Please visit the links above for more details about the grant opportunities and application process. These grant opportunities close on May 14, 2018.

Recently, the Social Security Administration (SSA) published an updated version of its Program Operations Manual System (POMS) regarding the ABLE Act and ABLE accounts. POMS is based upon the law and is an operational policy reference used by SSA internal staff to conduct SSA business.  

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Are you trying to keep track of all the potential Medicaid waivers that are pending or approved? The Kaiser Family Foundation has released a new interactive Medicaid Waiver Tracker. 

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A major tax law that took effect in January is bringing changes to savings accounts for people with disabilities and causing concern about funding for programs.  Under the new law, people with disabilities will be able to roll over their funds from a traditional 529 college savings plan to their ABLE account.  This change will help families who setup regular college savings plans before learning that their child had a disability. In addition, the new law allows people with disabilities to save their earnings exceeding the federal poverty level.  However, advocates warn that the change comes with risks due to the way the law was written.  Account holders are responsible for monitoring their contributions to ensure that they're in compliance.  Mistakes could be costly-- potentially disqualifying people from government benefits.

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According to a recent report, thousands of people with disabilities have opened ABLE accounts, but experts point out that millions more could benefit from them.  ABLE accounts,  which made their debut just over a year ago, allow people with disabilities to save a large amount of money without risking eligibility for Social Security and other government benefits.  As more states launch ABLE programs, the number of accounts continue to increase, but its been slower than anticipated.  There have been a few road bumps which have prevented people from getting one.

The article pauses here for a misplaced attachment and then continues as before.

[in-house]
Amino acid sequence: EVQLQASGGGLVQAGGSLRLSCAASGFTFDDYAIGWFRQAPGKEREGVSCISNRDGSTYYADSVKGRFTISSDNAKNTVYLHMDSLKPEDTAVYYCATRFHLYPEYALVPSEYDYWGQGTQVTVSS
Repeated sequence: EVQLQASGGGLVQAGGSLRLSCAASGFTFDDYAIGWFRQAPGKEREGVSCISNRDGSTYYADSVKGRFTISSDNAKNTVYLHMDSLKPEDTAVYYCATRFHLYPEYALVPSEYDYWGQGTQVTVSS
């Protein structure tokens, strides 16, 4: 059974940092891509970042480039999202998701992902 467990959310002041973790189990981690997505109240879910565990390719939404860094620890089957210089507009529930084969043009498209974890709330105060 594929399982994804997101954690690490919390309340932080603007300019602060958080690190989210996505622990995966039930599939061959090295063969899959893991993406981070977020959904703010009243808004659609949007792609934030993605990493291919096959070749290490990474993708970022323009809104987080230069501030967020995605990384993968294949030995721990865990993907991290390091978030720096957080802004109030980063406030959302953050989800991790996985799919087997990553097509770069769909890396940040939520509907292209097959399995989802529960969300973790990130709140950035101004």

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ABLE accounts are accounts that allow people with disabilities to have a savings account without jeopardizing their  benefits.  Accounts can be used for disability-related expenses that will increase and/or maintain a person's health, independence, or quality of life.  It was recently announced that  the total annual contribution limit to an ABLE account will be increased from $14,000 per tax year to $15,000 per tax year beginning in 2018.

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the Center for Medicare and Medicaid Services (CMS) released guidance to State Medicaid Directors regarding the “Implications of the ABLE Act for State Medicaid Programs.” The ABLE National Resource Center (ANRC) is pleased to see that the vast majority of the guidance acts to reinforce the language, spirit and congressional intent of the ABLE Act to ensure that ABLE accounts should “supplement, but not supplant” public benefits being provided to the ABLE account owner, including supports and services provided by the Medicaid program.

The contents of the letter are divided into the following topics:

  • Treatment of Funds in an ABLE Account
  • Contributions to ABLE Accounts
    • Contributions by Third Party
    • Contributions by the ABLE Account Beneficiary
    • Contribution by Third Party who Apply for Medicaid
  • Distributions from ABLE Accounts
    • Treatment of Distributions Exceeding QDEs for Non-MAGI Determinations
    • Treatment of Distributions Exceeding QDEs for MAGI Determinations
  • Post-Eligibility Treatment of Income
  • Transfer of ABLE Funds to State Estate Recovery.

Over the next few days, the ANRC, in collaboration with our partners in both the disability community and 529A community, will be working to analyze the guidance from CMS and develop a comprehensive summary. Additionally, the ANRC plans to host a dedicated national webinar aimed at helping all ABLE related stakeholders better understand how ABLE accounts may interact with Medicaid eligibility and supports and services given this new directive.

For initial highlights, and to read the CMS letter, visit the ANRC website.